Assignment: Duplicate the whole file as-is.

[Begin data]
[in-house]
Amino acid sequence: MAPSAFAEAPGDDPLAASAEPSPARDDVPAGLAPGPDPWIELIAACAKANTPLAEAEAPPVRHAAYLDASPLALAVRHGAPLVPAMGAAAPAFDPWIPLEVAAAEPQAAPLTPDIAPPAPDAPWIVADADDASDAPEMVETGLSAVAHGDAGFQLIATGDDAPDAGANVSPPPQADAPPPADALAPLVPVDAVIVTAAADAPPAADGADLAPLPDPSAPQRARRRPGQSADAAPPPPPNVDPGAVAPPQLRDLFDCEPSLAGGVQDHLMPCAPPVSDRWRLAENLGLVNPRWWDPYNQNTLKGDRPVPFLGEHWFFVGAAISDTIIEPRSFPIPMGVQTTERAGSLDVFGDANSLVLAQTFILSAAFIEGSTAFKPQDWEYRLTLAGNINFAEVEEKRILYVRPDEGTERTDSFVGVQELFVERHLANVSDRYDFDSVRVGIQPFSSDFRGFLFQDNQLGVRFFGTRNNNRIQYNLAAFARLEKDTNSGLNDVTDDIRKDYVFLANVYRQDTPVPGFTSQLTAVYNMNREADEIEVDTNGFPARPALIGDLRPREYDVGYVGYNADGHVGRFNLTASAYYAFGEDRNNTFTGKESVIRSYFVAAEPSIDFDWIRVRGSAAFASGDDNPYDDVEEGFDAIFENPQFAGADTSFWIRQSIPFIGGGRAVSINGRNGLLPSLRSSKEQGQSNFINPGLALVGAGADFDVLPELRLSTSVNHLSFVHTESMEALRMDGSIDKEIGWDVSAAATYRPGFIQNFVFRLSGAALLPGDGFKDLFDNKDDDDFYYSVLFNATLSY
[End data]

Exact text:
[in-house]
Amino acid sequence: MAPSAFAEAPGDDPLAASAEPSPARDDVPAGLAPGPDPWIELIAACAKANTPLAEAEAPPVRHAAYLDASPLALAVRHGAPLVPAMGAAAPAFDPWIPLEVAAAEPQAAPLTPDIAPPAPDAPWIVADADDASDAPEMVETGLSAVAHGDAGFQLIATGDDAPDAGANVSPPPQADAPPPADALAPLVPVDAVIVTAAADAPPAADGADLAPLPDPSAPQRARRRPGQSADAAPPPPPNVDPGAVAPPQLRDLFDCEPSLAGGVQDHLMPCAPPVSDRWRLAENLGLVNPRWWDPYNQNTLKGDRPVPFLGEHWFFVGAAISDTIIEPRSFPIPMGVQTTERAGSLDVFGDANSLVLAQTFILSAAFIEGSTAFKPQDWEYRLTLAGNINFAEVEEKRILYVRPDEGTERTDSFVGVQELFVERHLANVSDRYDFDSVRVGIQPFSSDFRGFLFQDNQLGVRFFGTRNNNRIQYNLAAFARLEKDTNSGLNDVTDDIRKDYVFLANVYRQDTPVPGFTSQLTAVYNMNREADEIEVDTNGFPARPALIGDLRPREYDVGYVGYNADGHVGRFNLTASAYYAFGEDRNNTFTGKESVIRSYFVAAEPSIDFDWIRVRGSAAFASGDDNPYDDVEEGFDAIFENPQFAGADTSFWIRQSIPFIGGGRAVSINGRNGLLPSLRSSKEQGQSNFINPGLALVGAGADFDVLPELRLSTSVNHLSFVHTESMEALRMDGSIDKEIGWDVSAAATYRPGFIQNFVFRLSGAALLPGDGFKDLFDNKDDDDFYYSVLFNATLSY